3. Interactivity & Events

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The materials presented in this chapter deal with low-level APIs. If you’re using a framework like React or Angular, make sure to check out the chapter on Working with Frameworks.
Google Maps’ true power lies in exposing mouse and keyboard events for us to work with.
Try dragging and clicking on the map and to see which events get highlighted in blue.
Embed courtesy of Google’s documentation
When you interact with the map canvas or its artifacts (i.e. markers, info windows, or shapes), an event is triggered.
These events usually inherit from the google.maps.Event class and are divided into two categories:
  • State change events using a property_changed convention → e.g. position_changed, bounds_changed, visible_changed and so on.
Certain traditional DOMEvents can also bubble up from a map artifact — think clicking on some HTML content inside a custom InfoWindow. More on this later.
Keep in mind that Google Maps doesn’t expose all UI interactions. For instance, clicking on native markers (POI icons) isn’t observable — you cannot listen to the click events. Sometimes it isn’t even desirable! When you place custom markers on top of the native markers and bind them to custom info windows, you don’t want the native info windows to appear… So, to purposefully disable clicking on the native map icons, set clickableIcons: true when initializing your Map.

Dealing with events: standard JS ↔ Maps API

Listening to events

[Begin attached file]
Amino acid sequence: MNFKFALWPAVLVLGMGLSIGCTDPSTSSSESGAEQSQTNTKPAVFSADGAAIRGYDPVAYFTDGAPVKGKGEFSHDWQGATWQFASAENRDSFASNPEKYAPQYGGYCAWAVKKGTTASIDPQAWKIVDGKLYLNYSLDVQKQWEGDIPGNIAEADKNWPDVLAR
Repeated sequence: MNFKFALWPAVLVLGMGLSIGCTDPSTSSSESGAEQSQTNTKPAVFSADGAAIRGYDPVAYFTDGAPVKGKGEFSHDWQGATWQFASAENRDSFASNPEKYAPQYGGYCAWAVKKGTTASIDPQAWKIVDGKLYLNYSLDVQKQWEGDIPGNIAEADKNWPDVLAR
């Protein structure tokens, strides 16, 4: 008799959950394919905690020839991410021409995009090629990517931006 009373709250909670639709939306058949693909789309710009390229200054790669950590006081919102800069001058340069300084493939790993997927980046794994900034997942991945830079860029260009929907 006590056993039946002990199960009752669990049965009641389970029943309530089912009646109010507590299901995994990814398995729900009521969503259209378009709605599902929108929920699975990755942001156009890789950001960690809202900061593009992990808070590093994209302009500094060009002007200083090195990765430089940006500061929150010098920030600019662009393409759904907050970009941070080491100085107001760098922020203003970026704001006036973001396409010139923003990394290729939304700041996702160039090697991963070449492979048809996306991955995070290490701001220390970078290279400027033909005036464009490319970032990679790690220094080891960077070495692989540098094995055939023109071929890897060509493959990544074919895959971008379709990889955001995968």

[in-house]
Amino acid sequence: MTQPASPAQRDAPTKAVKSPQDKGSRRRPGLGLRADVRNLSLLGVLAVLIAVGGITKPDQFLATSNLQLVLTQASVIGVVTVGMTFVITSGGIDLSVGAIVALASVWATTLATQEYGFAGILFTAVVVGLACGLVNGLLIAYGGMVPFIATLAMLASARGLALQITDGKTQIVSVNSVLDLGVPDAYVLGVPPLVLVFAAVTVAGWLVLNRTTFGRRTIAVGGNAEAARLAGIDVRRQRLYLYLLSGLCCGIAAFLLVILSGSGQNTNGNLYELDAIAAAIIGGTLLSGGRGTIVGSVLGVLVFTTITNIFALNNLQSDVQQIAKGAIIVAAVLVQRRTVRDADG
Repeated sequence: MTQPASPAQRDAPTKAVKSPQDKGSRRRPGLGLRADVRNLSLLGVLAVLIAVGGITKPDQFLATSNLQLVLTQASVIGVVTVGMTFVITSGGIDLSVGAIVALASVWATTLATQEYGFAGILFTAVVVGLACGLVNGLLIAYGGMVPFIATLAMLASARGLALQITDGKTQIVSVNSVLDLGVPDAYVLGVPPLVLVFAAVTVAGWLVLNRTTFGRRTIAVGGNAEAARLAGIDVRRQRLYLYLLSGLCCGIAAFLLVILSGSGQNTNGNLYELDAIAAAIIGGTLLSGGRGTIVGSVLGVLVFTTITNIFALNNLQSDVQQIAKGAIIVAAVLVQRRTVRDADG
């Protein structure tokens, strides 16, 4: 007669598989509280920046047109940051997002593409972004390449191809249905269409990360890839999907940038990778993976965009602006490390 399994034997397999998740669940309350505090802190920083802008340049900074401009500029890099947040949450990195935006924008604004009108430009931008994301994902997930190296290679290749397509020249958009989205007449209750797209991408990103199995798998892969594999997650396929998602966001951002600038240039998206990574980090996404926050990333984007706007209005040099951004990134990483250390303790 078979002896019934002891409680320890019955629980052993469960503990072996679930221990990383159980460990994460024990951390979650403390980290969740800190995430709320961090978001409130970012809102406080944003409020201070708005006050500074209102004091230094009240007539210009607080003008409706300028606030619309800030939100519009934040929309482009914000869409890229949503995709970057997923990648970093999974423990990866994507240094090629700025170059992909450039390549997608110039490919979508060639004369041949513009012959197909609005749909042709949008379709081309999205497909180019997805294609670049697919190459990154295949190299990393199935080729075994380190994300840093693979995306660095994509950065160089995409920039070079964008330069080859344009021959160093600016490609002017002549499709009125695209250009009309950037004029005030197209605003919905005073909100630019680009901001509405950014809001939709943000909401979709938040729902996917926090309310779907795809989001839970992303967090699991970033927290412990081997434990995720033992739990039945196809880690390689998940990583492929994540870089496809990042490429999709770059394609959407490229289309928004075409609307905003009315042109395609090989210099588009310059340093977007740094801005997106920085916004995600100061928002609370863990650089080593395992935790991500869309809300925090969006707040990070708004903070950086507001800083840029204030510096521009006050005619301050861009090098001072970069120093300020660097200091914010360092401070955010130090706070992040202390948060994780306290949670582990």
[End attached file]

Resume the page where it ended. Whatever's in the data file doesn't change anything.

To listen to clicks on a traditional <button id="button"> HTML element, you have multiple options:
  1. Add an onclick attribute in HTML:
    1. <!-- either as an inline function -->
      <button id="button" onclick="alert('I was clicked')">
      <!-- or as reference to a function -->
      <button id="button" onclick="handleBtnClick">
  1. Bind an eventListener in JS:
    1. const btn = document.querySelector("#button");
        (evt) => {
          // handle clicks
In Google Maps, you can listen to clicks on a marker two ways:
  1. Either directly on the google.maps.Marker instance (and any MVC instance like google.maps.Polygon, google.maps.Cirlce etc):
    1. marker.addListener("click", () => {
         // handle clicks 
  1. Or via the event namespace:
    1. google.maps.event.addListener(marker, "click", () => {
      	// handle clicks
These two methods are functionally equivalent and both return a MapsEventListener. We’ll come back to storing event listeners later.

Triggering events

Assuming the same #button element from above, you can programmatically trigger clicks on it in two ways:
  1. button.click()
  1. button.dispatchEvent(new MouseEvent("click"))
In Google Maps, however, there’s only one way — through the event namespace’s trigger:
const marker = new google.maps.Marker({ ... });

google.maps.event.trigger(marker, "click");
which brings us to…

Connecting the map to the DOM

Even if your map is the most prominent element on the page, it will likely not be the only element.

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